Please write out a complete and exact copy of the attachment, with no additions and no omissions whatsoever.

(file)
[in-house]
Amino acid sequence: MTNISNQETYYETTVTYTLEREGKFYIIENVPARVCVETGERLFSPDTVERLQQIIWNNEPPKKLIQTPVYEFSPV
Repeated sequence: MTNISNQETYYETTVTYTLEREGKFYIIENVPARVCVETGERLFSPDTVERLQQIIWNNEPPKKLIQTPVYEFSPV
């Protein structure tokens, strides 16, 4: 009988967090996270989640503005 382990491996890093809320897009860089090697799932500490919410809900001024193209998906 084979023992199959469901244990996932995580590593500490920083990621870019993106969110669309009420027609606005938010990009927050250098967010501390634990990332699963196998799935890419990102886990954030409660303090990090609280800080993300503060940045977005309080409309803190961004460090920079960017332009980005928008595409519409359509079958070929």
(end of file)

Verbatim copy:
[in-house]
Amino acid sequence: MTNISNQETYYETTVTYTLEREGKFYIIENVPARVCVETGERLFSPDTVERLQQIIWNNEPPKKLIQTPVYEFSPV
Repeated sequence: MTNISNQETYYETTVTYTLEREGKFYIIENVPARVCVETGERLFSPDTVERLQQIIWNNEPPKKLIQTPVYEFSPV
């Protein structure tokens, strides 16, 4: 009988967090996270989640503005 382990491996890093809320897009860089090697799932500490919410809900001024193209998906 084979023992199959469901244990996932995580590593500490920083990621870019993106969110669309009420027609606005938010990009927050250098967010501390634990990332699963196998799935890419990102886990954030409660303090990090609280800080993300503060940045977005309080409309803190961004460090920079960017332009980005928008595409519409359509079958070929």